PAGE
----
Sink Hole
Off the Wall, April 23,
2015

Just as I was about to write a column on the origins of some of the sayings people use on a regular basis did I get an email from an avid reader who disclosed some phrases and their histories. I can only accredit his sharing as being prompted by the Holy Spirit who always helps out in times of need.

Today, I thought I’d share some of these along with my own input, of course. What would this column be without some ‘Peeveeistic’ thought patterns? So let me get started.

When I envision the words ‘sleep tight,’ I can only imagine being wedged in a sleeping bag in a small space whether it is inside or out. In as much as I used to sleep in one in my attic, move ability was non-existent, so I ‘slept tight.’

According to Expression History, “Early beds were made with a wooden frame. Ropes were tied across the frame in a crisscross pattern. A straw mattress was then put on top of the ropes. Over time, the ropes stretched, causing the bed to sag. The owner would then have to tighten the ropes to get a better night’s sleep.”

“Hey Irene,” Rodney said. “You look like a chicken with its head cut off.”

First of all, no human can look like a chicken with or a without a head. Both Irene and the chicken are upstanding individuals, that’s a known fact. Can’t you just hear Rodney saying, “Hey Irene, I sure love you a lot better when you have your ‘act together.’” I wonder if she could team up with the headless horsemen.

From idioms.thefreedictionary.com comes this explanation. “Chickens have been known to twitch and even stagger around for several minutes after being decapitated, the response of reflexive response. A person in the throes of extreme emotional agitation exhibits the same sort of ‘fowl’ play.”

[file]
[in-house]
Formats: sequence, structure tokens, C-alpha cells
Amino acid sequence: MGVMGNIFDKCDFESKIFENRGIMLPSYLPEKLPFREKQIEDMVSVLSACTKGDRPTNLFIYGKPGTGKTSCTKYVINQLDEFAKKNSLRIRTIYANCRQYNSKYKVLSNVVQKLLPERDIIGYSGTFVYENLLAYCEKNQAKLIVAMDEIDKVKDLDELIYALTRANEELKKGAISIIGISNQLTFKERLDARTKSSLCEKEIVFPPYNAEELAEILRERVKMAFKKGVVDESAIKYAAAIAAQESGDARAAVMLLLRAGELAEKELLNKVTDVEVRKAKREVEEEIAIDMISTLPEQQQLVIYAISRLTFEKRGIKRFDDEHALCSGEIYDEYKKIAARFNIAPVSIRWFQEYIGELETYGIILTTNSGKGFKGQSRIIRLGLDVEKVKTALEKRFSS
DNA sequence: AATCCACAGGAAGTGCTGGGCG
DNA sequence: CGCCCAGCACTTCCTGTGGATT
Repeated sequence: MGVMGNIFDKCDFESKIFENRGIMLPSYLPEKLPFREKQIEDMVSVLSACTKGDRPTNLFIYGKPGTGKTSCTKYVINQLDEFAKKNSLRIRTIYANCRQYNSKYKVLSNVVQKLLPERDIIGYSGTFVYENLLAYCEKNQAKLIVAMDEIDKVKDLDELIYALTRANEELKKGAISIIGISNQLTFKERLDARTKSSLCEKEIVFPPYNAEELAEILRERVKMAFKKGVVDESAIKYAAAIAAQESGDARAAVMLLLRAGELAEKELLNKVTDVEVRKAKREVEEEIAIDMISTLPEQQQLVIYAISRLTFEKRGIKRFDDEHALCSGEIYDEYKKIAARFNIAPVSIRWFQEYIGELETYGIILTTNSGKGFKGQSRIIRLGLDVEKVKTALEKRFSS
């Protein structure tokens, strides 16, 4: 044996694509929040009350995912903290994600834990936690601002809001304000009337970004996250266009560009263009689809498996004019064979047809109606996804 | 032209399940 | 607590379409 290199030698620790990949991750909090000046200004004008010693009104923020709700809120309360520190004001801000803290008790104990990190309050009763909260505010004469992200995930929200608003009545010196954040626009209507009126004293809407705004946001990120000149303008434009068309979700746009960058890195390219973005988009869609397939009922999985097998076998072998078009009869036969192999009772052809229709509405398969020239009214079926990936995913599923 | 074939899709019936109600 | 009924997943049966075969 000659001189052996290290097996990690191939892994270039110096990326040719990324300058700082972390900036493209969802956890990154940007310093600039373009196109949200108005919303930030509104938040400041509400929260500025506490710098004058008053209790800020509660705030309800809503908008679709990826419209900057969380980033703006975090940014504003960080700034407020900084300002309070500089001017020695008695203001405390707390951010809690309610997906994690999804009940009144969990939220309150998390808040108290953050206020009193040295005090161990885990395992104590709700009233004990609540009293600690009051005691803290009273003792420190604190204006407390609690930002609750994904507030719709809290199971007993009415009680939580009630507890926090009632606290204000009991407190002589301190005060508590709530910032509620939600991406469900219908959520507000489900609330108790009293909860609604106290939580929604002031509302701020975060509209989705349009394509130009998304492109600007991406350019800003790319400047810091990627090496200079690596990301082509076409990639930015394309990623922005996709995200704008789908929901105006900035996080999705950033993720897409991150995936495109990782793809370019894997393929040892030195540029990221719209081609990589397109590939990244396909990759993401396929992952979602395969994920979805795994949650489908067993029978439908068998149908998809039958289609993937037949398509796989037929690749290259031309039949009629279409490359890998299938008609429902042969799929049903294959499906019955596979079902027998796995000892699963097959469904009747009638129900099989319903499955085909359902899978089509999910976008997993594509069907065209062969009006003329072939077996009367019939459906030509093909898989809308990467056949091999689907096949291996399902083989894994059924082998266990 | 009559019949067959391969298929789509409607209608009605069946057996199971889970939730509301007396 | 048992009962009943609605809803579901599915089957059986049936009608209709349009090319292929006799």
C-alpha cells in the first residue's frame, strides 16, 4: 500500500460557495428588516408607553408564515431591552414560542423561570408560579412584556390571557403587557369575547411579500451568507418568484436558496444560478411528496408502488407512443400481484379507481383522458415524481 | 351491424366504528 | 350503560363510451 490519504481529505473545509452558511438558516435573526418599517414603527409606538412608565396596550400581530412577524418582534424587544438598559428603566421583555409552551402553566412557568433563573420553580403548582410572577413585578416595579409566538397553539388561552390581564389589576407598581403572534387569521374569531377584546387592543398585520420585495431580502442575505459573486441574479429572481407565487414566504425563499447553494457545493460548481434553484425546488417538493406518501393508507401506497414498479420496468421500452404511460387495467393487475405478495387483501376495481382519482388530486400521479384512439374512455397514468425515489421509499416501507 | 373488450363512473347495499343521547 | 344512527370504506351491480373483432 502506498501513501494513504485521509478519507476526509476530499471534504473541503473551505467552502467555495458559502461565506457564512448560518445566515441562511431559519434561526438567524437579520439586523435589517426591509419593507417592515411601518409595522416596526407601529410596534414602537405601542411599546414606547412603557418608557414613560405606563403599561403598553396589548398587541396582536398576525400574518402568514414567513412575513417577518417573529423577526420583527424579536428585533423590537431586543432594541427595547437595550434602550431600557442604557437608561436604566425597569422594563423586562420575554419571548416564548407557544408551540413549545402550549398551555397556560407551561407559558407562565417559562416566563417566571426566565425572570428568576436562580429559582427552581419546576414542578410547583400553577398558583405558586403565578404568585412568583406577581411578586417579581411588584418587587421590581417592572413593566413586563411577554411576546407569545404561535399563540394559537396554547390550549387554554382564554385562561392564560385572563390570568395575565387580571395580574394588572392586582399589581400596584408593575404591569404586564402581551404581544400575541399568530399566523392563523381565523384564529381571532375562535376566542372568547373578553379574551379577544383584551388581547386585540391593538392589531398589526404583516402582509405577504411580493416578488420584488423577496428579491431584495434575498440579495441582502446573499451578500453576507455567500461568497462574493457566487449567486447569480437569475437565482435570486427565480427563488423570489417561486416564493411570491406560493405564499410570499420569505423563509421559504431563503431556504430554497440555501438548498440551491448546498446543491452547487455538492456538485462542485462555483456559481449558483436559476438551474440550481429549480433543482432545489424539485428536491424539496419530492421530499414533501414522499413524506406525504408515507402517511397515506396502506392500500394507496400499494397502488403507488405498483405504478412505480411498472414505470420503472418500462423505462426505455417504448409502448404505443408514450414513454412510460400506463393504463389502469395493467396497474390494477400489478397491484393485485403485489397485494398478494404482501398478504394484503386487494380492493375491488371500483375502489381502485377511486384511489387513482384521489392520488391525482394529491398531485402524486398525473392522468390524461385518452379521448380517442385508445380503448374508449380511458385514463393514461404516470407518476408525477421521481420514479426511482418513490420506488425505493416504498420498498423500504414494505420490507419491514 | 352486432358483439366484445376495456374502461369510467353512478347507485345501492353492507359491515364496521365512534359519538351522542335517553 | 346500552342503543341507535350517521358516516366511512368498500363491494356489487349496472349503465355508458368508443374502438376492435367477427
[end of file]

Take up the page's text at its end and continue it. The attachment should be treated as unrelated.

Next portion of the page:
“Maggie ran around the house looking for her lost glasses like a chicken with its head cut off,” is one example.

“Hey Stan, I have a real bone to pick with you.” I think this one is good for anthropologists. Stan is not one, I can tell you that. He’s never told me he’s a bone picker, a matter of fact. We don’t scrape the soil for skeleton pieces, so picking dirt covered substances ‘isn’t our bag,’ so to speak.

“‘Bone to pick’ dates back to the 16th century,” states www.answerbag.com “and refers to a dog chewing endlessly on and picking clean a large bone. ‘A bone to pick’ is thus a large subject or issue that is expected to require considerable discussion or argument and be resolved between or among individuals.”
“Hey Jay, Did you know Mary Lou didn’t have a leg to stand on when she told Dave she’d be there, but had no intention on showing up?” Thank God she still has one left. Someone better hold on to her as she tries to move forward. One legging it, she isn’t going very far very fast.

From www.phrases.org we read, “It’s a folksy way of describing something that has no support. Years ago, one used to have four-legged stools. A stool without a single leg to stand on was incapable of supporting one.”

When I think of sink hole, three things come to mind – the kitchen sink, the drain in the sink and the ever famous holes in the ground that we Latrobeans know so well.

When I put my pans into the sink for soaking, I look down into a cavity I consider a ‘sink hole.’ In the middle of that opening is another’ sink hole’ known commonly as the drain. All makes sense to me. But then when I moved to this city, I learned about the undermining of the area and that certain parts of roads and properties develop holes leading to destinations unknown. It could leave me with a ‘sinking feeling…’

“Hey John, don’t you think that guy coming in the door ‘looks like a criminal?’” Sadly, I have talked to one retired police officer who told me he could tell just by looking at an individual that one was a criminal. Passing judgment is always wrong. Behavioral patterns determine wrong-doers status. Couldn’t find an origin.

When you read the Latrobe Bulletin today, it will be “Hot Off the Press.” As the newspaper goes through the rotary printing press, friction causes it to heat up. When grabbed it feels hot, thus ‘hot off the press.'


- Paul J. Volkmann
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